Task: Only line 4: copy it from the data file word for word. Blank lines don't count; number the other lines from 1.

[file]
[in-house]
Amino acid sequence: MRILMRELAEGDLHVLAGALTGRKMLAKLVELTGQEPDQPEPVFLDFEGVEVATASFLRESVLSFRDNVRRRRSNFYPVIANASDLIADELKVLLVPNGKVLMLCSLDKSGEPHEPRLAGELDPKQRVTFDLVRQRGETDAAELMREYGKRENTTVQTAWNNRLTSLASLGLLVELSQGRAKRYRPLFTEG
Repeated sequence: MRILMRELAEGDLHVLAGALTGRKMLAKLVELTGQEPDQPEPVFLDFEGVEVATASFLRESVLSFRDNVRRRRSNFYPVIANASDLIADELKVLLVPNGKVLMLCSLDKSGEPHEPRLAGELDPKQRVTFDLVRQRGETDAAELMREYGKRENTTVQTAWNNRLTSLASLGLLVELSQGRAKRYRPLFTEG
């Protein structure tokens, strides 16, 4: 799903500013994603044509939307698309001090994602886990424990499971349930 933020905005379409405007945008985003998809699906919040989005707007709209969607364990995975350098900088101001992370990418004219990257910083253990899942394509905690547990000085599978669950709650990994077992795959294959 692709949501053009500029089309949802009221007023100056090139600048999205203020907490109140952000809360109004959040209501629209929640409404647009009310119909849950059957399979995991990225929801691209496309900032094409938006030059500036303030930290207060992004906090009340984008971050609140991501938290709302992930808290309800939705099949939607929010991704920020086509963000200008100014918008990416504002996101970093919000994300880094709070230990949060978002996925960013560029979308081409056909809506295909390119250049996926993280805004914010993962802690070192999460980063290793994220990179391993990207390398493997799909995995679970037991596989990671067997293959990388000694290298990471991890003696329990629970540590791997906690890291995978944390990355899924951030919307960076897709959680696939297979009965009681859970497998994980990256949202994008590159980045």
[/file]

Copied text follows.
């Protein structure tokens, strides 16, 4: 799903500013994603044509939307698309001090994602886990424990499971349930 933020905005379409405007945008985003998809699906919040989005707007709209969607364990995975350098900088101001992370990418004219990257910083253990899942394509905690547990000085599978669950709650990994077992795959294959 692709949501053009500029089309949802009221007023100056090139600048999205203020907490109140952000809360109004959040209501629209929640409404647009009310119909849950059957399979995991990225929801691209496309900032094409938006030059500036303030930290207060992004906090009340984008971050609140991501938290709302992930808290309800939705099949939607929010991704920020086509963000200008100014918008990416504002996101970093919000994300880094709070230990949060978002996925960013560029979308081409056909809506295909390119250049996926993280805004914010993962802690070192999460980063290793994220990179391993990207390398493997799909995995679970037991596989990671067997293959990388000694290298990471991890003696329990629970540590791997906690890291995978944390990355899924951030919307960076897709959680696939297979009965009681859970497998994980990256949202994008590159980045």